With that in mind, I’m going to put it out there that I have no advice for people who have to juggle familial commitments with other stuff this time of year. There aren’t many of us in my branch of the Hendrickson clan and we’re generally an easy-going lot. That’s not to say that we are completely drama-free. Every family has its own undercurrents of drama, but we get along well and that’s all that matters.
I guess all I can say is to take deep breaths and remember to take care of yourself first before trying to manage everything else. You are the foundation. If you start to crumble, everything else will fall apart. The falling apart may be spectacularly sudden or grimly gradual. So, take some time out of the madness to have some quiet moments to center yourself. This goes for everyone, really, regardless of situation.
This is meant to be a festive time of year. Festive means that you should be having fun. If you’re not having fun, find out why you’re not having fun and try to fix it. Don’t over-schedule yourself because that’s just asking for all kinds of stress.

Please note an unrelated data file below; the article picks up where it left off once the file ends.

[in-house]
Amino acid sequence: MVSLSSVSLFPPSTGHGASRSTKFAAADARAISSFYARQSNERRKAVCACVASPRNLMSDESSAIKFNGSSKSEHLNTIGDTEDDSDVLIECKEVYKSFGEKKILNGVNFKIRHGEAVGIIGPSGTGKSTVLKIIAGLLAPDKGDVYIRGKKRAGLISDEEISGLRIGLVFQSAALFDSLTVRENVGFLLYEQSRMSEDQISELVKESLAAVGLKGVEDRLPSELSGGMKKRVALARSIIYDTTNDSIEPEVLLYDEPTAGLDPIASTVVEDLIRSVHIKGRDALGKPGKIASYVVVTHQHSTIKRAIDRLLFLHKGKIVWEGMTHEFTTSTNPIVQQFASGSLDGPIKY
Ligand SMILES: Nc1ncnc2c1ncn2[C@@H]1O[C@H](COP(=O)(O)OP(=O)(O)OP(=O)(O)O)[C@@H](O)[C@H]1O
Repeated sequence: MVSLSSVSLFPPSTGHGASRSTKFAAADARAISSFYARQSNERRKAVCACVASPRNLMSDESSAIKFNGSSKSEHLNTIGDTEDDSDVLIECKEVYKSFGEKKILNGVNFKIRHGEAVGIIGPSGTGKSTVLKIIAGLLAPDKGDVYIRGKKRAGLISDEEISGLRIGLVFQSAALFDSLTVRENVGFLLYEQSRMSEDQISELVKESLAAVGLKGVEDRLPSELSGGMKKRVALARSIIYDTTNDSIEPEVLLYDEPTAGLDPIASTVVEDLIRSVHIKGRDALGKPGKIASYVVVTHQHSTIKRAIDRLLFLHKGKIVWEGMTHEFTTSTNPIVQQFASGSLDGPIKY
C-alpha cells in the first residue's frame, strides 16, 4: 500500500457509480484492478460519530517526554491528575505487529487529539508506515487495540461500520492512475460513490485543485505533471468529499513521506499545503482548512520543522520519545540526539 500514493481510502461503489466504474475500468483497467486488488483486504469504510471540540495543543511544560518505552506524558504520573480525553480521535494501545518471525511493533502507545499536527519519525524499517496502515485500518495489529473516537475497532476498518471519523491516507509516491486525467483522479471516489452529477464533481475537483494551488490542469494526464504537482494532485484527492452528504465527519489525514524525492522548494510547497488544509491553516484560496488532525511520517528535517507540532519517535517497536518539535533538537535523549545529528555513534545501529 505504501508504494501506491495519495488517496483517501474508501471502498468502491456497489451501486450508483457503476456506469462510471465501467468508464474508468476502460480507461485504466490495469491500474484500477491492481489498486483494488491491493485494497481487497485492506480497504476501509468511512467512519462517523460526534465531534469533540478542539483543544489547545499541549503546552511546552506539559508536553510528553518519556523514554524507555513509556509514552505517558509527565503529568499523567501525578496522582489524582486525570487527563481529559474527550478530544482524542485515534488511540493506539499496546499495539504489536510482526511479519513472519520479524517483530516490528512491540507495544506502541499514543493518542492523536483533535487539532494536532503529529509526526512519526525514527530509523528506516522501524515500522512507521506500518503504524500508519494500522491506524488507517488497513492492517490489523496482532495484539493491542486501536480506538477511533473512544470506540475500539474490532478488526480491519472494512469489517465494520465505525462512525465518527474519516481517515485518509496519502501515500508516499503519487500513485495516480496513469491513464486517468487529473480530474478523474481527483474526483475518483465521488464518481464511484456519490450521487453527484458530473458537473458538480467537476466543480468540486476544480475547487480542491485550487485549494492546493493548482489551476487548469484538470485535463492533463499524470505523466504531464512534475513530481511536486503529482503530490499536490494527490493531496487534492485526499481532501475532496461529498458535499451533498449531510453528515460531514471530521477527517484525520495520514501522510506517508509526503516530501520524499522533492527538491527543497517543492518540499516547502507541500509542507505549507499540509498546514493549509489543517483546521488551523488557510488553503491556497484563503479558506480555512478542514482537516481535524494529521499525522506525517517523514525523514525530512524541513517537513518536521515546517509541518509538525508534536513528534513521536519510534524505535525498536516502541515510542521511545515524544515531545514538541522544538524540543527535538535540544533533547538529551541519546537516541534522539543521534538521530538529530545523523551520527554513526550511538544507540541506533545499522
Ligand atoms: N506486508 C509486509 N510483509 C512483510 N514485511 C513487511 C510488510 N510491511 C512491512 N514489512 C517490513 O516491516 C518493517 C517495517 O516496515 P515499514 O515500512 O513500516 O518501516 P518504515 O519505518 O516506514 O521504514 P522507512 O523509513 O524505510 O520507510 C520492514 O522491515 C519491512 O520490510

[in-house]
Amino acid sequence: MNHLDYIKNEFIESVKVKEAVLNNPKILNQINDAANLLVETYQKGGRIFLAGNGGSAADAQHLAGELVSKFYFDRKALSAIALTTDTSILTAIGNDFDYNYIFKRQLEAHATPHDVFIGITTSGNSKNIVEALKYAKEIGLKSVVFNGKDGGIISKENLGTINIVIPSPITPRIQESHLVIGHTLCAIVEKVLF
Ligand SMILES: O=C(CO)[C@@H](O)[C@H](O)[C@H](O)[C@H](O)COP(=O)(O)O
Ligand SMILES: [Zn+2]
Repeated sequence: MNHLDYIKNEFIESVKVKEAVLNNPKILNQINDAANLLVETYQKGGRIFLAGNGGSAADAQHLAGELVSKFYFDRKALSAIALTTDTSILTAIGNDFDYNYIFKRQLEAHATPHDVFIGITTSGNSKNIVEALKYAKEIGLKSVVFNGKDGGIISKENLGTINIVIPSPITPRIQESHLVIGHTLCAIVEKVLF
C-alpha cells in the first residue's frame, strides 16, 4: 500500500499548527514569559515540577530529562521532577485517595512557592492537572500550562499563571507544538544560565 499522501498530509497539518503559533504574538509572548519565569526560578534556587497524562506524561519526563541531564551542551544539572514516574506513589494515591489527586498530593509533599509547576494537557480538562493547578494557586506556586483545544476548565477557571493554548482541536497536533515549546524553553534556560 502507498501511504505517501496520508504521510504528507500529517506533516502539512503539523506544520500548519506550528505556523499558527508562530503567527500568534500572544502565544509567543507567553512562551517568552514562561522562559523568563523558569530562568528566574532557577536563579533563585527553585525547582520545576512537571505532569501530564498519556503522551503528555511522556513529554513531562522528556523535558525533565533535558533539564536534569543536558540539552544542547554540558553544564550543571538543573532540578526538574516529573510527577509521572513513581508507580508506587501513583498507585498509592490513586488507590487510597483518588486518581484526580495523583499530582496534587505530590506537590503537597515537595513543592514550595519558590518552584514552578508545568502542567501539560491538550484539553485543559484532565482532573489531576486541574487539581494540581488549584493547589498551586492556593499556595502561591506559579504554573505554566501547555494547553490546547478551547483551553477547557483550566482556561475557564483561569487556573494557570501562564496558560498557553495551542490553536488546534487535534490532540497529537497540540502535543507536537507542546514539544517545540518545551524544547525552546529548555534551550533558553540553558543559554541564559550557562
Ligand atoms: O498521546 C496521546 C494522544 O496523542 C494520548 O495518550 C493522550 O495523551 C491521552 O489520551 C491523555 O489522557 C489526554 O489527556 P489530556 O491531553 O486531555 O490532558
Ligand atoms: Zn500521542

If you’re not a terribly social person, don’t get anxious and worry that you’re doing the season wrong. It really is okay to not attend All The Things. It’s okay to keep to your own traditions, however big or small they might be. Embrace what makes you happy and find what makes this time of year possibly meaningful for you. That said, try to get out every now and again. Other people can be fun too.
I’m not going to lie to you and say that it’s not frequently difficult to drum up the motivation to spend time with other people. It is. Some of my difficulties stem from anxiety and some of them stem from laziness. Still, I understand that I have to leave the house sometime. So, I make plans and do the best I can.
If you have similar issues, don’t beat yourself up about them. Just remember that everyone feels nervous about hanging out with people sometimes. Also, everyone has their own moments of weird. If I can do it, you can to. We can make it through this year’s round of parties. We can survive the awkward season.